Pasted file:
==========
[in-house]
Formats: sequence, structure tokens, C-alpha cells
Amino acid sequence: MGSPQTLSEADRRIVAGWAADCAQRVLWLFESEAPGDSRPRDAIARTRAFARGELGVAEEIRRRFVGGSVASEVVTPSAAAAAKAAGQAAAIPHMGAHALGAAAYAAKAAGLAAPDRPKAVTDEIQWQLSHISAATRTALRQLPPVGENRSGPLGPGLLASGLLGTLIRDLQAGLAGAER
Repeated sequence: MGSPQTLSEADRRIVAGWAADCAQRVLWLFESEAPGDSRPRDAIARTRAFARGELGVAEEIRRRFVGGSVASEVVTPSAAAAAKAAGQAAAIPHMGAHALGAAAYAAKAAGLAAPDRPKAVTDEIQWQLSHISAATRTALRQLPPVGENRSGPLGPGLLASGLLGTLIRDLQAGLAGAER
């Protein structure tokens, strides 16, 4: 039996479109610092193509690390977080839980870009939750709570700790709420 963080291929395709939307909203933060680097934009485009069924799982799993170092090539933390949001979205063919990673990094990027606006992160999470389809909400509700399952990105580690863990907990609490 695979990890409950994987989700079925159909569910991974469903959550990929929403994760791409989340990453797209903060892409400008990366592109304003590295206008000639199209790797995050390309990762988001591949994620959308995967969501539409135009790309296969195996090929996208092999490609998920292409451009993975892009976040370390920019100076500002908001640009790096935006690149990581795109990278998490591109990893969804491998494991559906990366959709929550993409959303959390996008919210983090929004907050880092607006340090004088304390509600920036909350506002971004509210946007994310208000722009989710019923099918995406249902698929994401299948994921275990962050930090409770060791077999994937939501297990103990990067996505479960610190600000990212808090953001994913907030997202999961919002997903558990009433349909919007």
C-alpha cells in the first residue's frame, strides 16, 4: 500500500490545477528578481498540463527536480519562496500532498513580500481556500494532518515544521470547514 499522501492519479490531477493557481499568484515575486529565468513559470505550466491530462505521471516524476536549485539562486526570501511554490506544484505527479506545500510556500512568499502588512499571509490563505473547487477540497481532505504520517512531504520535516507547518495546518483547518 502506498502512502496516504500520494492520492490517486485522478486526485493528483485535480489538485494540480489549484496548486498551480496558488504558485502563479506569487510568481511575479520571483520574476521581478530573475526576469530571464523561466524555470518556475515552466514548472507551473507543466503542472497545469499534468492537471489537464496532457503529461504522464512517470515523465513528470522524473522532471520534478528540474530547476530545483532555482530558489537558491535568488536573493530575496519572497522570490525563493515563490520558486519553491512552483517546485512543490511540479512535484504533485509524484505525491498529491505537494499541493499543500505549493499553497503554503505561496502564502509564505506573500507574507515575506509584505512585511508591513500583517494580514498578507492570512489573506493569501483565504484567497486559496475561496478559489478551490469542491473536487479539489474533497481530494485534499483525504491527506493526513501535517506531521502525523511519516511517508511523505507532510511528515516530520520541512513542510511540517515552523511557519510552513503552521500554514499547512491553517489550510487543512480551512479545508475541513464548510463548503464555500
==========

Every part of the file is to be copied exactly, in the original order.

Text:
[in-house]
Formats: sequence, structure tokens, C-alpha cells
Amino acid sequence: MGSPQTLSEADRRIVAGWAADCAQRVLWLFESEAPGDSRPRDAIARTRAFARGELGVAEEIRRRFVGGSVASEVVTPSAAAAAKAAGQAAAIPHMGAHALGAAAYAAKAAGLAAPDRPKAVTDEIQWQLSHISAATRTALRQLPPVGENRSGPLGPGLLASGLLGTLIRDLQAGLAGAER
Repeated sequence: MGSPQTLSEADRRIVAGWAADCAQRVLWLFESEAPGDSRPRDAIARTRAFARGELGVAEEIRRRFVGGSVASEVVTPSAAAAAKAAGQAAAIPHMGAHALGAAAYAAKAAGLAAPDRPKAVTDEIQWQLSHISAATRTALRQLPPVGENRSGPLGPGLLASGLLGTLIRDLQAGLAGAER
């Protein structure tokens, strides 16, 4: 039996479109610092193509690390977080839980870009939750709570700790709420 963080291929395709939307909203933060680097934009485009069924799982799993170092090539933390949001979205063919990673990094990027606006992160999470389809909400509700399952990105580690863990907990609490 695979990890409950994987989700079925159909569910991974469903959550990929929403994760791409989340990453797209903060892409400008990366592109304003590295206008000639199209790797995050390309990762988001591949994620959308995967969501539409135009790309296969195996090929996208092999490609998920292409451009993975892009976040370390920019100076500002908001640009790096935006690149990581795109990278998490591109990893969804491998494991559906990366959709929550993409959303959390996008919210983090929004907050880092607006340090004088304390509600920036909350506002971004509210946007994310208000722009989710019923099918995406249902698929994401299948994921275990962050930090409770060791077999994937939501297990103990990067996505479960610190600000990212808090953001994913907030997202999961919002997903558990009433349909919007």
C-alpha cells in the first residue's frame, strides 16, 4: 500500500490545477528578481498540463527536480519562496500532498513580500481556500494532518515544521470547514 499522501492519479490531477493557481499568484515575486529565468513559470505550466491530462505521471516524476536549485539562486526570501511554490506544484505527479506545500510556500512568499502588512499571509490563505473547487477540497481532505504520517512531504520535516507547518495546518483547518 502506498502512502496516504500520494492520492490517486485522478486526485493528483485535480489538485494540480489549484496548486498551480496558488504558485502563479506569487510568481511575479520571483520574476521581478530573475526576469530571464523561466524555470518556475515552466514548472507551473507543466503542472497545469499534468492537471489537464496532457503529461504522464512517470515523465513528470522524473522532471520534478528540474530547476530545483532555482530558489537558491535568488536573493530575496519572497522570490525563493515563490520558486519553491512552483517546485512543490511540479512535484504533485509524484505525491498529491505537494499541493499543500505549493499553497503554503505561496502564502509564505506573500507574507515575506509584505512585511508591513500583517494580514498578507492570512489573506493569501483565504484567497486559496475561496478559489478551490469542491473536487479539489474533497481530494485534499483525504491527506493526513501535517506531521502525523511519516511517508511523505507532510511528515516530520520541512513542510511540517515552523511557519510552513503552521500554514499547512491553517489550510487543512480551512479545508475541513464548510463548503464555500